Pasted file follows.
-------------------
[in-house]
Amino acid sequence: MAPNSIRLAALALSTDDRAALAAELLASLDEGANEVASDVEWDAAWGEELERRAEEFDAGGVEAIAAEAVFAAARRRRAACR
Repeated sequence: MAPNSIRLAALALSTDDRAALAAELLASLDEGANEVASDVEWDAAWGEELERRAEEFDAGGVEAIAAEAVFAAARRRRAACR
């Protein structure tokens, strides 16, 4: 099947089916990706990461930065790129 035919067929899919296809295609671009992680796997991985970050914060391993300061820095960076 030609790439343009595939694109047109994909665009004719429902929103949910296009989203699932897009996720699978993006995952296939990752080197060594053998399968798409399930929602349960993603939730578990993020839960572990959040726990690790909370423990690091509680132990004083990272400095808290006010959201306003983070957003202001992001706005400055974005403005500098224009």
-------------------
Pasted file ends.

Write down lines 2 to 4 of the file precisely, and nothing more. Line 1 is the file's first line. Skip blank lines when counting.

Amino acid sequence: MAPNSIRLAALALSTDDRAALAAELLASLDEGANEVASDVEWDAAWGEELERRAEEFDAGGVEAIAAEAVFAAARRRRAACR
Repeated sequence: MAPNSIRLAALALSTDDRAALAAELLASLDEGANEVASDVEWDAAWGEELERRAEEFDAGGVEAIAAEAVFAAARRRRAACR
């Protein structure tokens, strides 16, 4: 099947089916990706990461930065790129 035919067929899919296809295609671009992680796997991985970050914060391993300061820095960076 030609790439343009595939694109047109994909665009004719429902929103949910296009989203699932897009996720699978993006995952296939990752080197060594053998399968798409399930929602349960993603939730578990993020839960572990959040726990690790909370423990690091509680132990004083990272400095808290006010959201306003983070957003202001992001706005400055974005403005500098224009």